Heatherwick Studio recently unveiled a new project, a kinetic greenhouse at the edge of the National Trust’s Woolbeding Gardens. It is also part of a historic estate in West Sussex. This beautiful unfolding structure is at the center of a new garden that shows how the Silk Road influences English gardens even in modern times.

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A view of the greenhouse partially opened.

Heatherwick Studio designed the Glasshouse in a joint effort with The Woolbeding Charity and the National Trust. Inspiration came from Victorian ornamental terrariums, but the greenhouse is far from ornamental. The latest engineering techniques are used to create a protective functional structure that is also beautiful. The design features ten steel “sepals” made of glass and aluminum. These sepals open over four minutes to reveal a 1,517 square foot space shaped like a crown.

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The Glasshouse aerial view with all ten "sepals" open in a spiral.

The Glasshouse opens on warm days using a hydraulic system to give the inside plants sun and ventilation. Then in colder weather, the structure stays closed to protect subtropical plants.

A foggy day showing the Glasshouse unfurled.

“This is a place and a project that literally unfolds. You step through this bewitchingly beautiful garden and discover an object that starts like a jewel and ends like a crown, as the Glasshouse slowly unfurls,” says Thomas Heatherwick. “I think it also speaks of our need to keep creating amazing pasts. Weaving contemporary inventions into the fabric of historic settings and having the confidence to let each one speak to the other.”

The jewel-looking greenhouse and winding garden path.

Further, the Silk Route Garden around the greenhouse walks visitors through a journey influenced by the ancient Silk Road. The trading routes between Asia and Europe brought silk and spices as well as many plant species to Britain for the first time. These plants included modern Western favorites such as rosemary, lavender and fennel.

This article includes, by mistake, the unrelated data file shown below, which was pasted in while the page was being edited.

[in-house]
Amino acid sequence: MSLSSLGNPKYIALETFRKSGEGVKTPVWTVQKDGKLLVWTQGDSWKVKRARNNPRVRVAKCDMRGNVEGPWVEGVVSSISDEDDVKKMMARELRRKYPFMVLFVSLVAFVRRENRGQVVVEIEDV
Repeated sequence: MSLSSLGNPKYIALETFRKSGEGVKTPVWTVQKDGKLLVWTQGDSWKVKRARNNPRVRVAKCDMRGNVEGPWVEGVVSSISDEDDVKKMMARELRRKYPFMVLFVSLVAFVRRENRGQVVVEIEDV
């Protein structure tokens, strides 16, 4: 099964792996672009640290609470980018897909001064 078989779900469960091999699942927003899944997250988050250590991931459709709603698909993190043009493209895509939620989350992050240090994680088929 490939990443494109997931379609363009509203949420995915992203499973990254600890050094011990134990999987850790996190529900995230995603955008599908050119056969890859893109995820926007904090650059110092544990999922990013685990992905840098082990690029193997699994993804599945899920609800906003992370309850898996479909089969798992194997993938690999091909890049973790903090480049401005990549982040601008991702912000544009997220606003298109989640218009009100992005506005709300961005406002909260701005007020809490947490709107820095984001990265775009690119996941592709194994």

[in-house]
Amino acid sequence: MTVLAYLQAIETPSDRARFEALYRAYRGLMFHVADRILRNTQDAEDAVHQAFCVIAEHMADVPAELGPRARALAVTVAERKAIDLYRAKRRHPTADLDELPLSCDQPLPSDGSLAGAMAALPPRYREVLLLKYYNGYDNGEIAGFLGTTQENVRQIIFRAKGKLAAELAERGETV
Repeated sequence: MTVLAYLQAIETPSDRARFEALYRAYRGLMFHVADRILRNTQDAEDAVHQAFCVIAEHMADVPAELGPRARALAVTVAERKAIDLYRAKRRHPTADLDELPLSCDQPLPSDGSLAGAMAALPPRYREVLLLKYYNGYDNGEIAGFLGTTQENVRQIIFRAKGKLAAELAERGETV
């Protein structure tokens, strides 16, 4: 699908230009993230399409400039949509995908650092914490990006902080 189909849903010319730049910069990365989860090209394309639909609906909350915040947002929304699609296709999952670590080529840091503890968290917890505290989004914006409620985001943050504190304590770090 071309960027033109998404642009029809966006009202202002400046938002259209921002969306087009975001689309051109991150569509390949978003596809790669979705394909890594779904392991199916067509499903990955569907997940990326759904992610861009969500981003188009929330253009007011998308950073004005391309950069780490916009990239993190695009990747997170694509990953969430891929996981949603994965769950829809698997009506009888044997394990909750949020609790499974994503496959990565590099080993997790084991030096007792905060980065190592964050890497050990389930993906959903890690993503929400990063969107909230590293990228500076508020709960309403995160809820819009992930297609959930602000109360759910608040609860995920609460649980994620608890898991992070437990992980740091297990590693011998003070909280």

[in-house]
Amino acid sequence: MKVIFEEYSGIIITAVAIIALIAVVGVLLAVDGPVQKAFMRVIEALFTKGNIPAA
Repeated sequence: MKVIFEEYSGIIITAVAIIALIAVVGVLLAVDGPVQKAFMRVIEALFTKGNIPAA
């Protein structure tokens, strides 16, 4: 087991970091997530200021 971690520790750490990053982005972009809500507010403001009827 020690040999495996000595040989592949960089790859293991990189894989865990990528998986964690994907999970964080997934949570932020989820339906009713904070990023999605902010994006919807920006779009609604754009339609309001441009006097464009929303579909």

The winding path of the Silk Route Gardens beside the Glasshouse.

The garden also contains a winding path that guides visitors through the twelve regions of the Silk Road. The path offers over 300 plant species for visitors to see, too. Plant species span from Mediterranean evergreens to Gallica roses that came to Europe thanks to traders from Persia.

A close view of the closed Glasshouse with people tending to plants.

“This Heatherwick Glasshouse represents the cutting edge of technical design and engineering but it’s also a restoration of something that is part of Woolbeding’s history,” Mark Woodruff of The Woolbeding Charity says.

A view looking up at the closed structure from inside.

“It stands as a crowning achievement in contemporary design, to house the flora of sub-tropical south-west China at the end of a path retracing the steps along the Silk Route, from temperate Europe and across mountains, arid lands and high pastures that brought the plants from their native habitat in Asia to come to define much of the richness and glory of gardening in England,” Mark Woodruff adds.

The various rare and delicate plants inside the glasshouse.

Inside, the Glasshouse shelters a rare specimen of an Aralia Vietnamensis that then supplies shade for delicate ferns, umbrella trees, magnolias and bananas.

“The gardens and parklands of the National Trust are as much about the future as they are about the past,” Andy Jasper, Head of Gardens and Parks for the National Trust says. In doing so, he reminds us of the horticultural legacy of Europe and England as well as of our commitment to tomorrow.

+ Heatherwick Studio

Photography by Hufton+Crow and Raquel Diniz